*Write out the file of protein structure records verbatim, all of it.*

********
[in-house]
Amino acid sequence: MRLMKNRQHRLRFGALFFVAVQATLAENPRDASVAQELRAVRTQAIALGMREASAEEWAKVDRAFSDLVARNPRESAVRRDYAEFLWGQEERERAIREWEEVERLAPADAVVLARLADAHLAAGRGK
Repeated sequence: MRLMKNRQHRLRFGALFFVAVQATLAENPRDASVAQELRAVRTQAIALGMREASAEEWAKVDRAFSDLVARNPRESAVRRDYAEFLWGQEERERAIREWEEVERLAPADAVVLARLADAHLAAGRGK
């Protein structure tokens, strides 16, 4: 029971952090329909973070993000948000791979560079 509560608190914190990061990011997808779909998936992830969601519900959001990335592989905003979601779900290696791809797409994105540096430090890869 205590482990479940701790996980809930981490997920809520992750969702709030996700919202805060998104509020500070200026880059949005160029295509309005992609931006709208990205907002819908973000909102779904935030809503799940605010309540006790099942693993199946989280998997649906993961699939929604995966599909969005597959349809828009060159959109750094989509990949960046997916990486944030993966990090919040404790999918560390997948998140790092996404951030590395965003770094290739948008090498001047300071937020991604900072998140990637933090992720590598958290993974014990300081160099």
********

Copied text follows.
[in-house]
Amino acid sequence: MRLMKNRQHRLRFGALFFVAVQATLAENPRDASVAQELRAVRTQAIALGMREASAEEWAKVDRAFSDLVARNPRESAVRRDYAEFLWGQEERERAIREWEEVERLAPADAVVLARLADAHLAAGRGK
Repeated sequence: MRLMKNRQHRLRFGALFFVAVQATLAENPRDASVAQELRAVRTQAIALGMREASAEEWAKVDRAFSDLVARNPRESAVRRDYAEFLWGQEERERAIREWEEVERLAPADAVVLARLADAHLAAGRGK
């Protein structure tokens, strides 16, 4: 029971952090329909973070993000948000791979560079 509560608190914190990061990011997808779909998936992830969601519900959001990335592989905003979601779900290696791809797409994105540096430090890869 205590482990479940701790996980809930981490997920809520992750969702709030996700919202805060998104509020500070200026880059949005160029295509309005992609931006709208990205907002819908973000909102779904935030809503799940605010309540006790099942693993199946989280998997649906993961699939929604995966599909969005597959349809828009060159959109750094989509990949960046997916990486944030993966990090919040404790999918560390997948998140790092996404951030590395965003770094290739948008090498001047300071937020991604900072998140990637933090992720590598958290993974014990300081160099």